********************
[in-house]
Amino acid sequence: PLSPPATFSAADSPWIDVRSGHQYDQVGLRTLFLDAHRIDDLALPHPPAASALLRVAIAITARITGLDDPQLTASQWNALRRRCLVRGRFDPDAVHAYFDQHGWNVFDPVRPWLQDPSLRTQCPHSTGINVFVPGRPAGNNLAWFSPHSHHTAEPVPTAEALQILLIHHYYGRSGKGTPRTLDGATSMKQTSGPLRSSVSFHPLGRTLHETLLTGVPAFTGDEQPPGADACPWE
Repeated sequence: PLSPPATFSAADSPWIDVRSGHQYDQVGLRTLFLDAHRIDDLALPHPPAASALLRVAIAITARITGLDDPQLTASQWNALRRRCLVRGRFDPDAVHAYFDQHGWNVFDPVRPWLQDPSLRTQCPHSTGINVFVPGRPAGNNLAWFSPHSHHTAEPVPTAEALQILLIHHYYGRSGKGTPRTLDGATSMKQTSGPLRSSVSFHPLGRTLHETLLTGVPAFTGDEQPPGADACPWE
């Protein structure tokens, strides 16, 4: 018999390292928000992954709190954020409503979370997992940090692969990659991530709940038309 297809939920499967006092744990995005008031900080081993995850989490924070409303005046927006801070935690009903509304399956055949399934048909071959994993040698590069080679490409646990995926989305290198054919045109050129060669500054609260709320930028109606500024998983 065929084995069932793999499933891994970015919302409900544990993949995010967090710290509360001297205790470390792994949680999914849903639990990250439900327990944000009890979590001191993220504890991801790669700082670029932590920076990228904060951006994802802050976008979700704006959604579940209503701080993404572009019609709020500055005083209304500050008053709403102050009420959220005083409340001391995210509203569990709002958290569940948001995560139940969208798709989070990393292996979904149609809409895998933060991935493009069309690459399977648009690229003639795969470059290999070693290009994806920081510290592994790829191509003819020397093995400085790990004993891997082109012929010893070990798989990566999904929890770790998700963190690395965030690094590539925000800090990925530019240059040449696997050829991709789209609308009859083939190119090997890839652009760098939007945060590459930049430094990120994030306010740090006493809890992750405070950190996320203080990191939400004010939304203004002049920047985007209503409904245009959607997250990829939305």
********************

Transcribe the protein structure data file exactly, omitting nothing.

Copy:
[in-house]
Amino acid sequence: PLSPPATFSAADSPWIDVRSGHQYDQVGLRTLFLDAHRIDDLALPHPPAASALLRVAIAITARITGLDDPQLTASQWNALRRRCLVRGRFDPDAVHAYFDQHGWNVFDPVRPWLQDPSLRTQCPHSTGINVFVPGRPAGNNLAWFSPHSHHTAEPVPTAEALQILLIHHYYGRSGKGTPRTLDGATSMKQTSGPLRSSVSFHPLGRTLHETLLTGVPAFTGDEQPPGADACPWE
Repeated sequence: PLSPPATFSAADSPWIDVRSGHQYDQVGLRTLFLDAHRIDDLALPHPPAASALLRVAIAITARITGLDDPQLTASQWNALRRRCLVRGRFDPDAVHAYFDQHGWNVFDPVRPWLQDPSLRTQCPHSTGINVFVPGRPAGNNLAWFSPHSHHTAEPVPTAEALQILLIHHYYGRSGKGTPRTLDGATSMKQTSGPLRSSVSFHPLGRTLHETLLTGVPAFTGDEQPPGADACPWE
């Protein structure tokens, strides 16, 4: 018999390292928000992954709190954020409503979370997992940090692969990659991530709940038309 297809939920499967006092744990995005008031900080081993995850989490924070409303005046927006801070935690009903509304399956055949399934048909071959994993040698590069080679490409646990995926989305290198054919045109050129060669500054609260709320930028109606500024998983 065929084995069932793999499933891994970015919302409900544990993949995010967090710290509360001297205790470390792994949680999914849903639990990250439900327990944000009890979590001191993220504890991801790669700082670029932590920076990228904060951006994802802050976008979700704006959604579940209503701080993404572009019609709020500055005083209304500050008053709403102050009420959220005083409340001391995210509203569990709002958290569940948001995560139940969208798709989070990393292996979904149609809409895998933060991935493009069309690459399977648009690229003639795969470059290999070693290009994806920081510290592994790829191509003819020397093995400085790990004993891997082109012929010893070990798989990566999904929890770790998700963190690395965030690094590539925000800090990925530019240059040449696997050829991709789209609308009859083939190119090997890839652009760098939007945060590459930049430094990120994030306010740090006493809890992750405070950190996320203080990191939400004010939304203004002049920047985007209503409904245009959607997250990829939305």